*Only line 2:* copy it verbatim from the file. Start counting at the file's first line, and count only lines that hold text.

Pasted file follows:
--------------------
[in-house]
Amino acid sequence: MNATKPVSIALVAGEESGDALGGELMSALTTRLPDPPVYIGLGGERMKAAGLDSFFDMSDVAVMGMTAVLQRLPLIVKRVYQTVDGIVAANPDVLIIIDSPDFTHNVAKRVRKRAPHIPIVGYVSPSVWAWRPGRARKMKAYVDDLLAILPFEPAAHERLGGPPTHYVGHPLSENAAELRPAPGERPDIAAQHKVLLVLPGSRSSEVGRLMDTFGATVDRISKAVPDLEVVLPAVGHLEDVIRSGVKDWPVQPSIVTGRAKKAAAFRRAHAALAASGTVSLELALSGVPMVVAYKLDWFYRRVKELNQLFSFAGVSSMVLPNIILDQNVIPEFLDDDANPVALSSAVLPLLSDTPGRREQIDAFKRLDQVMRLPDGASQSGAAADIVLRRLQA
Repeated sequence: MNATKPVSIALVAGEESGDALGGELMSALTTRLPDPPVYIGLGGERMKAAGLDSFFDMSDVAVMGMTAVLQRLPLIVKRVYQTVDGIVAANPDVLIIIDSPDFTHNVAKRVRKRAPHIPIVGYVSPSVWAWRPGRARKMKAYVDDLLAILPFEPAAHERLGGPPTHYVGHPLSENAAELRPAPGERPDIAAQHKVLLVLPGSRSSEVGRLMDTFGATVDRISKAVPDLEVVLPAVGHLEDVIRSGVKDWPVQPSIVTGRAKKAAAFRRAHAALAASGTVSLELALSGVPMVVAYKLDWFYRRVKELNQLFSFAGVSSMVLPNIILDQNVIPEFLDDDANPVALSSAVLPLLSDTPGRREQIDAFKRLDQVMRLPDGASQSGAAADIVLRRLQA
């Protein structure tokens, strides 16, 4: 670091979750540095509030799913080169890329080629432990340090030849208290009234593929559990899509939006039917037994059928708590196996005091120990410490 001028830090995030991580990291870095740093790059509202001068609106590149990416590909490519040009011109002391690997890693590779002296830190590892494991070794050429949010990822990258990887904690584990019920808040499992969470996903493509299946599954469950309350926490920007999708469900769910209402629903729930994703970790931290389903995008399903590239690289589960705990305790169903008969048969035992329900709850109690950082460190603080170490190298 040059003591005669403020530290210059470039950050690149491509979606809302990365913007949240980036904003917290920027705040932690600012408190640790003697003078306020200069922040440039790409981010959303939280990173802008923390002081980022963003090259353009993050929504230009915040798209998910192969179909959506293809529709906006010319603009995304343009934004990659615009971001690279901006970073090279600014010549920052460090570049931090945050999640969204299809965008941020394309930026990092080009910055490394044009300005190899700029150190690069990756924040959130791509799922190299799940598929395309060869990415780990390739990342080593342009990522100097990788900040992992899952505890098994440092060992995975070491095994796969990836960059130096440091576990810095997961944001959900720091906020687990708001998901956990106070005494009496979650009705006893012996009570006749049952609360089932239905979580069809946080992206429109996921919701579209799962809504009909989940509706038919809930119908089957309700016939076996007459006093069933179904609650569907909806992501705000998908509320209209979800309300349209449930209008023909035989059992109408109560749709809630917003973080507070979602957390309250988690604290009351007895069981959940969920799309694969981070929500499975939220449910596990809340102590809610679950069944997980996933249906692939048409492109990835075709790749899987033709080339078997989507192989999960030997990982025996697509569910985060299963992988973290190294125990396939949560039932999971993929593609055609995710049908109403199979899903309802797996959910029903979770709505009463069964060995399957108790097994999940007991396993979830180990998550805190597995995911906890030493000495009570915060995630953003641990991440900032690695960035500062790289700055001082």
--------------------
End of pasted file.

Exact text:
Amino acid sequence: MNATKPVSIALVAGEESGDALGGELMSALTTRLPDPPVYIGLGGERMKAAGLDSFFDMSDVAVMGMTAVLQRLPLIVKRVYQTVDGIVAANPDVLIIIDSPDFTHNVAKRVRKRAPHIPIVGYVSPSVWAWRPGRARKMKAYVDDLLAILPFEPAAHERLGGPPTHYVGHPLSENAAELRPAPGERPDIAAQHKVLLVLPGSRSSEVGRLMDTFGATVDRISKAVPDLEVVLPAVGHLEDVIRSGVKDWPVQPSIVTGRAKKAAAFRRAHAALAASGTVSLELALSGVPMVVAYKLDWFYRRVKELNQLFSFAGVSSMVLPNIILDQNVIPEFLDDDANPVALSSAVLPLLSDTPGRREQIDAFKRLDQVMRLPDGASQSGAAADIVLRRLQA